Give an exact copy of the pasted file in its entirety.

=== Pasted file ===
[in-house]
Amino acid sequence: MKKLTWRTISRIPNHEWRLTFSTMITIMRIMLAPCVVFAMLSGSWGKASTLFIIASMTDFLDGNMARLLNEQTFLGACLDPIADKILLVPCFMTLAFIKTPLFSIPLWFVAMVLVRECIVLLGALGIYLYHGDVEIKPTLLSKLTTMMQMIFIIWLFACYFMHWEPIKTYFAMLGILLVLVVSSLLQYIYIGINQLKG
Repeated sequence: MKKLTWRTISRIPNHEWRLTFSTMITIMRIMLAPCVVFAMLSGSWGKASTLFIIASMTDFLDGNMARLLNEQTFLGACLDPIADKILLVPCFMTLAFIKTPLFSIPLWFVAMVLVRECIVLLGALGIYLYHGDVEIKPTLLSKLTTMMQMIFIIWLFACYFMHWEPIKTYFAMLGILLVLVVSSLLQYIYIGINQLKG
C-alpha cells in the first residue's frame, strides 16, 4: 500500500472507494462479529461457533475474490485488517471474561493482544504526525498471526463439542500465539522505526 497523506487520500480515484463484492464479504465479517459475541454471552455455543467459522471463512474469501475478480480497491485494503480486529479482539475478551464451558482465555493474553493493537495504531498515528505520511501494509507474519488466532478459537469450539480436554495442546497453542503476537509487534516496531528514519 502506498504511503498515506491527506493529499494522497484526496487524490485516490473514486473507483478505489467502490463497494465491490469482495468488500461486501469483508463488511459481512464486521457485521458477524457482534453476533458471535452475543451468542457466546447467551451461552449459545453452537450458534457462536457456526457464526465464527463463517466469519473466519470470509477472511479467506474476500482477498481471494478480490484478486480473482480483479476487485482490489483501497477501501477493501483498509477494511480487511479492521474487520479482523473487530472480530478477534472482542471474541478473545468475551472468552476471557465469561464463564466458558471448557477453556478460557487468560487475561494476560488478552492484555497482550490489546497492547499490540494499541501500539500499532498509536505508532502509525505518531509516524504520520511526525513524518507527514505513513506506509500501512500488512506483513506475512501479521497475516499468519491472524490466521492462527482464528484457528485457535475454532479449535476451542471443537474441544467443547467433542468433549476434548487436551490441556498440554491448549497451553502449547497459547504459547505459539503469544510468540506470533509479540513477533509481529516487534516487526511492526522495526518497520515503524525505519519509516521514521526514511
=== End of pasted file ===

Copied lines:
[in-house]
Amino acid sequence: MKKLTWRTISRIPNHEWRLTFSTMITIMRIMLAPCVVFAMLSGSWGKASTLFIIASMTDFLDGNMARLLNEQTFLGACLDPIADKILLVPCFMTLAFIKTPLFSIPLWFVAMVLVRECIVLLGALGIYLYHGDVEIKPTLLSKLTTMMQMIFIIWLFACYFMHWEPIKTYFAMLGILLVLVVSSLLQYIYIGINQLKG
Repeated sequence: MKKLTWRTISRIPNHEWRLTFSTMITIMRIMLAPCVVFAMLSGSWGKASTLFIIASMTDFLDGNMARLLNEQTFLGACLDPIADKILLVPCFMTLAFIKTPLFSIPLWFVAMVLVRECIVLLGALGIYLYHGDVEIKPTLLSKLTTMMQMIFIIWLFACYFMHWEPIKTYFAMLGILLVLVVSSLLQYIYIGINQLKG
C-alpha cells in the first residue's frame, strides 16, 4: 500500500472507494462479529461457533475474490485488517471474561493482544504526525498471526463439542500465539522505526 497523506487520500480515484463484492464479504465479517459475541454471552455455543467459522471463512474469501475478480480497491485494503480486529479482539475478551464451558482465555493474553493493537495504531498515528505520511501494509507474519488466532478459537469450539480436554495442546497453542503476537509487534516496531528514519 502506498504511503498515506491527506493529499494522497484526496487524490485516490473514486473507483478505489467502490463497494465491490469482495468488500461486501469483508463488511459481512464486521457485521458477524457482534453476533458471535452475543451468542457466546447467551451461552449459545453452537450458534457462536457456526457464526465464527463463517466469519473466519470470509477472511479467506474476500482477498481471494478480490484478486480473482480483479476487485482490489483501497477501501477493501483498509477494511480487511479492521474487520479482523473487530472480530478477534472482542471474541478473545468475551472468552476471557465469561464463564466458558471448557477453556478460557487468560487475561494476560488478552492484555497482550490489546497492547499490540494499541501500539500499532498509536505508532502509525505518531509516524504520520511526525513524518507527514505513513506506509500501512500488512506483513506475512501479521497475516499468519491472524490466521492462527482464528484457528485457535475454532479449535476451542471443537474441544467443547467433542468433549476434548487436551490441556498440554491448549497451553502449547497459547504459547505459539503469544510468540506470533509479540513477533509481529516487534516487526511492526522495526518497520515503524525505519519509516521514521526514511